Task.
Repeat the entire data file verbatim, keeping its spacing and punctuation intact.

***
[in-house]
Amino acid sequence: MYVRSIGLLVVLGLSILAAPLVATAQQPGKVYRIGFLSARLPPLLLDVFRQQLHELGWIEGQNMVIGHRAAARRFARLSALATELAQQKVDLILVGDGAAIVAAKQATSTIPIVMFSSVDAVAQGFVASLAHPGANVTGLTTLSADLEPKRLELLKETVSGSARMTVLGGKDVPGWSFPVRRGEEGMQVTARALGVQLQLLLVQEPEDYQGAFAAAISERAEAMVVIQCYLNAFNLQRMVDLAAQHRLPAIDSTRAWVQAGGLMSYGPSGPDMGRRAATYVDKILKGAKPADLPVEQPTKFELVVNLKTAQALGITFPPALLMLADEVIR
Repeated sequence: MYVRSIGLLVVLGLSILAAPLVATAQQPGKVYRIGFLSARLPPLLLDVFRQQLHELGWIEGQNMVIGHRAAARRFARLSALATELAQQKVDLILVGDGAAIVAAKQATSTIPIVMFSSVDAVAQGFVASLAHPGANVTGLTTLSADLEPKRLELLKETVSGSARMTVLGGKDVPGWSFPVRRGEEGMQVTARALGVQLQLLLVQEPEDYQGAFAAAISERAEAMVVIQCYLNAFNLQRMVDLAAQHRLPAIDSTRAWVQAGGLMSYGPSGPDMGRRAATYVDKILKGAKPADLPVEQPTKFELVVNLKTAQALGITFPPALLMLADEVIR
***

[in-house]
Amino acid sequence: MYVRSIGLLVVLGLSILAAPLVATAQQPGKVYRIGFLSARLPPLLLDVFRQQLHELGWIEGQNMVIGHRAAARRFARLSALATELAQQKVDLILVGDGAAIVAAKQATSTIPIVMFSSVDAVAQGFVASLAHPGANVTGLTTLSADLEPKRLELLKETVSGSARMTVLGGKDVPGWSFPVRRGEEGMQVTARALGVQLQLLLVQEPEDYQGAFAAAISERAEAMVVIQCYLNAFNLQRMVDLAAQHRLPAIDSTRAWVQAGGLMSYGPSGPDMGRRAATYVDKILKGAKPADLPVEQPTKFELVVNLKTAQALGITFPPALLMLADEVIR
Repeated sequence: MYVRSIGLLVVLGLSILAAPLVATAQQPGKVYRIGFLSARLPPLLLDVFRQQLHELGWIEGQNMVIGHRAAARRFARLSALATELAQQKVDLILVGDGAAIVAAKQATSTIPIVMFSSVDAVAQGFVASLAHPGANVTGLTTLSADLEPKRLELLKETVSGSARMTVLGGKDVPGWSFPVRRGEEGMQVTARALGVQLQLLLVQEPEDYQGAFAAAISERAEAMVVIQCYLNAFNLQRMVDLAAQHRLPAIDSTRAWVQAGGLMSYGPSGPDMGRRAATYVDKILKGAKPADLPVEQPTKFELVVNLKTAQALGITFPPALLMLADEVIR